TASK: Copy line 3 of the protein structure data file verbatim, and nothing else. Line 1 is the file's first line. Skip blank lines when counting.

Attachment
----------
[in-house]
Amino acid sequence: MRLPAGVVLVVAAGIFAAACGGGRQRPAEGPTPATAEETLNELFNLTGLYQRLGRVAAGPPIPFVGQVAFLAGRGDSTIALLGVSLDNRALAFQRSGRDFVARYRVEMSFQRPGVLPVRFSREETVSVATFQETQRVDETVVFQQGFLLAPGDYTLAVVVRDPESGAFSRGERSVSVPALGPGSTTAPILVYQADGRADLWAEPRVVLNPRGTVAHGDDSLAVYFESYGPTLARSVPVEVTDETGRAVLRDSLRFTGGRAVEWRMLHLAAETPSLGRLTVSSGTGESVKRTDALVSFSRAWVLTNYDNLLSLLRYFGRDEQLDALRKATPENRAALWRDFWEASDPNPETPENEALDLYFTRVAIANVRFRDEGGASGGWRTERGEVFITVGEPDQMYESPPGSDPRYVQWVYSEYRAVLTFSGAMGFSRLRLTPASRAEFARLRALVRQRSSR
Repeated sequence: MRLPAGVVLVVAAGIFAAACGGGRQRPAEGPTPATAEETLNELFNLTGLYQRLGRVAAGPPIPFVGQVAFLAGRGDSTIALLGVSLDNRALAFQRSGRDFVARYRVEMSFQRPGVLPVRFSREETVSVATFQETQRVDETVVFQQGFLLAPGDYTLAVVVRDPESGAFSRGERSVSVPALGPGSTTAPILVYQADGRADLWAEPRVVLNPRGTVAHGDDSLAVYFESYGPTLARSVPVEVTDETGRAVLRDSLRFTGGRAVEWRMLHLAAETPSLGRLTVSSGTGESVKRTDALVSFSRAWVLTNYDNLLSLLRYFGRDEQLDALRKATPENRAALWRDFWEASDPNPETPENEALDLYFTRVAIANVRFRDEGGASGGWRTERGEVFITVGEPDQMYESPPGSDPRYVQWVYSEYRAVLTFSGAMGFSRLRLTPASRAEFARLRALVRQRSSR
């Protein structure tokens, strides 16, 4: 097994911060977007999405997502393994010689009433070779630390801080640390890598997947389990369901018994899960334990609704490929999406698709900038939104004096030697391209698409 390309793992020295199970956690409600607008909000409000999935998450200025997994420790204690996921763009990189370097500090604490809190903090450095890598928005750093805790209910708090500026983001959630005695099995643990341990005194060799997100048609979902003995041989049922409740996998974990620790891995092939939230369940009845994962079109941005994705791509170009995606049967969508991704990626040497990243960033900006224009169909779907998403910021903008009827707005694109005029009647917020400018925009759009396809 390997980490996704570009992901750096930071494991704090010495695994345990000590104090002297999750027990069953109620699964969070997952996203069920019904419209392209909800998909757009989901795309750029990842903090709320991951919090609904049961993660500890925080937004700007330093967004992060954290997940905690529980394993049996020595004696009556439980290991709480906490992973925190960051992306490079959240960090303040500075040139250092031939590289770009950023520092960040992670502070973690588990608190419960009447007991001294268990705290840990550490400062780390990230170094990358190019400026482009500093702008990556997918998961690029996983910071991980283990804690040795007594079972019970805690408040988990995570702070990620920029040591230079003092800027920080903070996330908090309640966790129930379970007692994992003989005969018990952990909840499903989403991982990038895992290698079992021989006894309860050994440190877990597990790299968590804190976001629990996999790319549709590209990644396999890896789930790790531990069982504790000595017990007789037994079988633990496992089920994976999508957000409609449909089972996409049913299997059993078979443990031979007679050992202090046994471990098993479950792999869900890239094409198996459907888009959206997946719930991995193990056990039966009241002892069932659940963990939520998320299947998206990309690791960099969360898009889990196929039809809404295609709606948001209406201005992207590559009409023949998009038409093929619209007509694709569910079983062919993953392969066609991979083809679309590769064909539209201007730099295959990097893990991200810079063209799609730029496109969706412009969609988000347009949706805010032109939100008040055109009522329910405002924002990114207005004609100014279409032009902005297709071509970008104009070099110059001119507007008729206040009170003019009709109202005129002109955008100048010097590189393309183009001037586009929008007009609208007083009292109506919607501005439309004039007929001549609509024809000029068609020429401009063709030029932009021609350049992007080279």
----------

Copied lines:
Repeated sequence: MRLPAGVVLVVAAGIFAAACGGGRQRPAEGPTPATAEETLNELFNLTGLYQRLGRVAAGPPIPFVGQVAFLAGRGDSTIALLGVSLDNRALAFQRSGRDFVARYRVEMSFQRPGVLPVRFSREETVSVATFQETQRVDETVVFQQGFLLAPGDYTLAVVVRDPESGAFSRGERSVSVPALGPGSTTAPILVYQADGRADLWAEPRVVLNPRGTVAHGDDSLAVYFESYGPTLARSVPVEVTDETGRAVLRDSLRFTGGRAVEWRMLHLAAETPSLGRLTVSSGTGESVKRTDALVSFSRAWVLTNYDNLLSLLRYFGRDEQLDALRKATPENRAALWRDFWEASDPNPETPENEALDLYFTRVAIANVRFRDEGGASGGWRTERGEVFITVGEPDQMYESPPGSDPRYVQWVYSEYRAVLTFSGAMGFSRLRLTPASRAEFARLRALVRQRSSR